The current colonnaded buildings enclosing the square on three sides (and the west side of the Piazzetta) were built in the 16th century.  Their arcades front a number of coffee houses, including two of the oldest and most famous in Italy: Florian (1720) and Gran Caffè Quadri (1775).

Of course, we had due caffè espresso at Florian, which was easily possible because tourists are far fewer during Christmas week. The coffees were €6.50 each, but they were very good (and there was a cookie and water).

(The water carafe was adorable, and I now regret that I didn’t buy one and hold it on my lap on the plane.  I’m very tempted to order it from their website. Also, check out the wonderful terrazzo floor at their entrance here; I forgot to take a photo of it.)

To scroll through more (and larger) images, click on ‘Continue reading’ and on any thumbnail in the gallery.

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‘Tis the season, Stuttgart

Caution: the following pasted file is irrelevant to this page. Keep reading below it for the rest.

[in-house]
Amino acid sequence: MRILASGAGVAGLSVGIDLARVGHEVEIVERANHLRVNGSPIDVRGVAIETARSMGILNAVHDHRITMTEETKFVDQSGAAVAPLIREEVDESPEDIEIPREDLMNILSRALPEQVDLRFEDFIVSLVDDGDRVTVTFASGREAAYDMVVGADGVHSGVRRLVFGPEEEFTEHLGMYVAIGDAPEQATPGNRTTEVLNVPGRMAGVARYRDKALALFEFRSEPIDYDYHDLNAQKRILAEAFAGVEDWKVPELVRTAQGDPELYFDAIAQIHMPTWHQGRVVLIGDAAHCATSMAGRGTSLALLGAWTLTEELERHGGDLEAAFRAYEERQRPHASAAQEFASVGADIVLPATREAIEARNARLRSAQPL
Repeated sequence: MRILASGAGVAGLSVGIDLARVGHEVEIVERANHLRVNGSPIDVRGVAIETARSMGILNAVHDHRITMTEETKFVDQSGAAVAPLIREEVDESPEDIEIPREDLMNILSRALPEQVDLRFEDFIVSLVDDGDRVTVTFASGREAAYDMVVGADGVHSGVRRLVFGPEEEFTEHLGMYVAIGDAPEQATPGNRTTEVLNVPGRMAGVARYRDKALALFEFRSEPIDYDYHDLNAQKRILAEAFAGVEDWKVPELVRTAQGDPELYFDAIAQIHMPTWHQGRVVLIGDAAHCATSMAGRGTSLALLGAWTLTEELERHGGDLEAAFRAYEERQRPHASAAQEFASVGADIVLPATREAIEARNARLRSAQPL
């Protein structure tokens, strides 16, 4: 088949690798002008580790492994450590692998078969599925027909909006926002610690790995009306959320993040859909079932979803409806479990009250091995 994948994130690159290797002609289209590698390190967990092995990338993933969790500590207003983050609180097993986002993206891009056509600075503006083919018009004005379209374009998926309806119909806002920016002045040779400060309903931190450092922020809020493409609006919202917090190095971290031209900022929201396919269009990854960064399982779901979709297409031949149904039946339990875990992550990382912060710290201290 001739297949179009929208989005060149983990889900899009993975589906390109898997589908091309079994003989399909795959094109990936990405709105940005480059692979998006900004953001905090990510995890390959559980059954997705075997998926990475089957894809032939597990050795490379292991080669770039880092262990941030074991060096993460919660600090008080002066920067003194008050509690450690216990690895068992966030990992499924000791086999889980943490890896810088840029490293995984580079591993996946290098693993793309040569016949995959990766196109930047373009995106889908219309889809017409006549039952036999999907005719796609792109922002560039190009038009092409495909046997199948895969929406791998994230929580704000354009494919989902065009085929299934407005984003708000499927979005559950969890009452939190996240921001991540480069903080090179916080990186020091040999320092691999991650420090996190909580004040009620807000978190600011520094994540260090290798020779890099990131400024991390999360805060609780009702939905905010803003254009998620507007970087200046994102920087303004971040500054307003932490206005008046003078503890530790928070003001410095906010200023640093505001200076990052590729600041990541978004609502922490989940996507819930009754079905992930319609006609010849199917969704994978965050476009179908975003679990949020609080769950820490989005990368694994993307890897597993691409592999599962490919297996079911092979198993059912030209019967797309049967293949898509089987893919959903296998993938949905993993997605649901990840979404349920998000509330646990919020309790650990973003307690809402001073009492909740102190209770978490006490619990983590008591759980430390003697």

Cut long-stem amaryllis flowers.Almost every German city and town puts on an elaborate Christmas market during the Advent season.

The Stuttgart market — held since at least 1692 — is an excellent one. It made The Telegraph’s top 10 list this year.

As I walked around it on Thursday, taking these snapshots with my phone, I wished that I could also capture its wonderful smells: bread and pastry, sausage, and hot spiced wine (Glühwein).

Click on any thumbnail below to scroll through all my (larger) photos and captions.

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Vintage landscape: repurposed

Formal victory garden, ca. 1918, Library of Congress

World War I victory garden in a formal setting, location unknown,* ca. 1917 – ca. 1920, by Harris & Ewing, via Library of Congress Prints and Photographs Division.

The photo seems to have been taken for the National War Garden Commission, also known as the National Emergency Food Garden Commission.

The organization was created in early 1917 by Charles Lathrop Pack.  It sponsored a campaign of pamphlets, posters, and press releases aimed at “arous[ing] the patriots of America to the importance of putting all idle land to work, to teach them how to do it, and to educate them to conserve by canning and drying all food that they could not use while fresh.”

Like it or not, what you do with the land around your house tells the world what sort of citizen you are.

Abby Adams, The Gardener’s Gripe Book

*Harris & Ewing was located in Washington, D.C.